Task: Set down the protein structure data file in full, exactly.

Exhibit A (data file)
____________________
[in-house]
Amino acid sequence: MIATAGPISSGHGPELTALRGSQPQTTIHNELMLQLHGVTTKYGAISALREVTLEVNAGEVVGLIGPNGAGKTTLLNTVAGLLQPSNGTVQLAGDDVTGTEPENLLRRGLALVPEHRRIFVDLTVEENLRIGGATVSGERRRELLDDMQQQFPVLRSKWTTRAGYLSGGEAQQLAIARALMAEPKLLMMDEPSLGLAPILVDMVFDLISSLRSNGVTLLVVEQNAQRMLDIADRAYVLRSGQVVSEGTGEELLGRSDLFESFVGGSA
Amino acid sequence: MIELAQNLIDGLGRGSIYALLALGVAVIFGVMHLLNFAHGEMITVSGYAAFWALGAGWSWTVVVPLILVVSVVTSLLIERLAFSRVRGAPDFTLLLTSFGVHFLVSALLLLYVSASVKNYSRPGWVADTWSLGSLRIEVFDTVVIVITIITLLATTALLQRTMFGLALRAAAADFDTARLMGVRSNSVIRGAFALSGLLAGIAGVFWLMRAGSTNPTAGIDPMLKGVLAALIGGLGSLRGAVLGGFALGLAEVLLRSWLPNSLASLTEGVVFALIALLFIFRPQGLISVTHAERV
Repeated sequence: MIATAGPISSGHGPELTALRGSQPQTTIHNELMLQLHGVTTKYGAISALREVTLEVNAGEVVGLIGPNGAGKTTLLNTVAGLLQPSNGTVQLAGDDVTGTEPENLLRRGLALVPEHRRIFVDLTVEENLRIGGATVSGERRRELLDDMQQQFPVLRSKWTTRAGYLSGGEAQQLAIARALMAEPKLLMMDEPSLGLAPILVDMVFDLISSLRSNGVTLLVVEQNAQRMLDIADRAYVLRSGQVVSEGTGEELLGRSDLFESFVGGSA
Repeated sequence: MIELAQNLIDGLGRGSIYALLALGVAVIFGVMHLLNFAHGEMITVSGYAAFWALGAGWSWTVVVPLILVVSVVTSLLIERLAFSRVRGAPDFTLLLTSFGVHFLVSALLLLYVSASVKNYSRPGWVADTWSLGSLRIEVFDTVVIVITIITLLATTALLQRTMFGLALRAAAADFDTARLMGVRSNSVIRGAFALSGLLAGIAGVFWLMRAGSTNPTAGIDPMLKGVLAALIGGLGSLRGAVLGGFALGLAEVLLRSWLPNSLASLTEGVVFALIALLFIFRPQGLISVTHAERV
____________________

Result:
[in-house]
Amino acid sequence: MIATAGPISSGHGPELTALRGSQPQTTIHNELMLQLHGVTTKYGAISALREVTLEVNAGEVVGLIGPNGAGKTTLLNTVAGLLQPSNGTVQLAGDDVTGTEPENLLRRGLALVPEHRRIFVDLTVEENLRIGGATVSGERRRELLDDMQQQFPVLRSKWTTRAGYLSGGEAQQLAIARALMAEPKLLMMDEPSLGLAPILVDMVFDLISSLRSNGVTLLVVEQNAQRMLDIADRAYVLRSGQVVSEGTGEELLGRSDLFESFVGGSA
Amino acid sequence: MIELAQNLIDGLGRGSIYALLALGVAVIFGVMHLLNFAHGEMITVSGYAAFWALGAGWSWTVVVPLILVVSVVTSLLIERLAFSRVRGAPDFTLLLTSFGVHFLVSALLLLYVSASVKNYSRPGWVADTWSLGSLRIEVFDTVVIVITIITLLATTALLQRTMFGLALRAAAADFDTARLMGVRSNSVIRGAFALSGLLAGIAGVFWLMRAGSTNPTAGIDPMLKGVLAALIGGLGSLRGAVLGGFALGLAEVLLRSWLPNSLASLTEGVVFALIALLFIFRPQGLISVTHAERV
Repeated sequence: MIATAGPISSGHGPELTALRGSQPQTTIHNELMLQLHGVTTKYGAISALREVTLEVNAGEVVGLIGPNGAGKTTLLNTVAGLLQPSNGTVQLAGDDVTGTEPENLLRRGLALVPEHRRIFVDLTVEENLRIGGATVSGERRRELLDDMQQQFPVLRSKWTTRAGYLSGGEAQQLAIARALMAEPKLLMMDEPSLGLAPILVDMVFDLISSLRSNGVTLLVVEQNAQRMLDIADRAYVLRSGQVVSEGTGEELLGRSDLFESFVGGSA
Repeated sequence: MIELAQNLIDGLGRGSIYALLALGVAVIFGVMHLLNFAHGEMITVSGYAAFWALGAGWSWTVVVPLILVVSVVTSLLIERLAFSRVRGAPDFTLLLTSFGVHFLVSALLLLYVSASVKNYSRPGWVADTWSLGSLRIEVFDTVVIVITIITLLATTALLQRTMFGLALRAAAADFDTARLMGVRSNSVIRGAFALSGLLAGIAGVFWLMRAGSTNPTAGIDPMLKGVLAALIGGLGSLRGAVLGGFALGLAEVLLRSWLPNSLASLTEGVVFALIALLFIFRPQGLISVTHAERV